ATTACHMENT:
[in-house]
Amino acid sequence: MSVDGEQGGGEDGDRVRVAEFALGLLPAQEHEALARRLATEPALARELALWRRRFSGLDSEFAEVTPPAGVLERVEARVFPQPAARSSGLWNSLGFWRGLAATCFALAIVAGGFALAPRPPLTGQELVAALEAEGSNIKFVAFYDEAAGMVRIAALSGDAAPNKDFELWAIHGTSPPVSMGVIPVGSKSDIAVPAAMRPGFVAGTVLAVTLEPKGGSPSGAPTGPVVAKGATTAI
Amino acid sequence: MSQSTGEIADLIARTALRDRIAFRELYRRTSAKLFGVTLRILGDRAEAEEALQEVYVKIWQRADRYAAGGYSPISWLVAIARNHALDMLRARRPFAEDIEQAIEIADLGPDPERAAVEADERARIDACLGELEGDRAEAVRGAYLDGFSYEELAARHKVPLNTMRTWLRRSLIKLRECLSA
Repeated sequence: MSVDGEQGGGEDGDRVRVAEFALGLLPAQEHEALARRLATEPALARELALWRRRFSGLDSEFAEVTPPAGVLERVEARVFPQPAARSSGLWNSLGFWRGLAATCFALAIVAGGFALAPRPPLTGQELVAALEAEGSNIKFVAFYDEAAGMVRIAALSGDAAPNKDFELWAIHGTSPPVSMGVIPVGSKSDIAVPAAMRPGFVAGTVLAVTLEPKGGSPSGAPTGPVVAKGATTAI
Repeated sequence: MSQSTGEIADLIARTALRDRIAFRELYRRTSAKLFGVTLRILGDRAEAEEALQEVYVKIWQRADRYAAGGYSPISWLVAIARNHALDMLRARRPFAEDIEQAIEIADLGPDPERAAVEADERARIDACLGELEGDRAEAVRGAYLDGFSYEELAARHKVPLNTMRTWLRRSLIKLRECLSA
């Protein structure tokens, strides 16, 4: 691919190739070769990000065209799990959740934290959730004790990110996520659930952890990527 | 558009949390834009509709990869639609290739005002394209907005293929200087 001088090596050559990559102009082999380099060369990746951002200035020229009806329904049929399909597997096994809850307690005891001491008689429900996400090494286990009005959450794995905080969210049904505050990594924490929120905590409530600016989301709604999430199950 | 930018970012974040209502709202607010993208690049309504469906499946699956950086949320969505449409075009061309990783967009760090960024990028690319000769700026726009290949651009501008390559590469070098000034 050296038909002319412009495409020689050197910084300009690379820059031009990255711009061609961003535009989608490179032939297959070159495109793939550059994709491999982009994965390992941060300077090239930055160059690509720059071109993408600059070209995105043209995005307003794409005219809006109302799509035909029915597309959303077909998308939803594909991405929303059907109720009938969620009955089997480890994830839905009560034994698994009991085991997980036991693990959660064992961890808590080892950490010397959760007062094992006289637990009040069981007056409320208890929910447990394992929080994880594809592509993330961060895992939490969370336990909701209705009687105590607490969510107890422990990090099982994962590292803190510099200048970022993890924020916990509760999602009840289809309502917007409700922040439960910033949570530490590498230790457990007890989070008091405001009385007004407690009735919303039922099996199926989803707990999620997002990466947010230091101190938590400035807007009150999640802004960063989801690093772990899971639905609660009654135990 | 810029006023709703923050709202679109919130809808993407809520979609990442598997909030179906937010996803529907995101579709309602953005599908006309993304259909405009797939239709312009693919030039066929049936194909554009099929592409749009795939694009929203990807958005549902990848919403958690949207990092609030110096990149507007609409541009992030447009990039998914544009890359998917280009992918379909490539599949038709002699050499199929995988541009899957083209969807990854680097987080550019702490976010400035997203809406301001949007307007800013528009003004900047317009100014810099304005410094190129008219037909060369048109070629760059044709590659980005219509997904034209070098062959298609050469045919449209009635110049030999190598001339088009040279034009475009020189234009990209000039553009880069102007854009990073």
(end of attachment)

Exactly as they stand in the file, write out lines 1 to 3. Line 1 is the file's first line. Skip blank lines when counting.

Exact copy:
[in-house]
Amino acid sequence: MSVDGEQGGGEDGDRVRVAEFALGLLPAQEHEALARRLATEPALARELALWRRRFSGLDSEFAEVTPPAGVLERVEARVFPQPAARSSGLWNSLGFWRGLAATCFALAIVAGGFALAPRPPLTGQELVAALEAEGSNIKFVAFYDEAAGMVRIAALSGDAAPNKDFELWAIHGTSPPVSMGVIPVGSKSDIAVPAAMRPGFVAGTVLAVTLEPKGGSPSGAPTGPVVAKGATTAI
Amino acid sequence: MSQSTGEIADLIARTALRDRIAFRELYRRTSAKLFGVTLRILGDRAEAEEALQEVYVKIWQRADRYAAGGYSPISWLVAIARNHALDMLRARRPFAEDIEQAIEIADLGPDPERAAVEADERARIDACLGELEGDRAEAVRGAYLDGFSYEELAARHKVPLNTMRTWLRRSLIKLRECLSA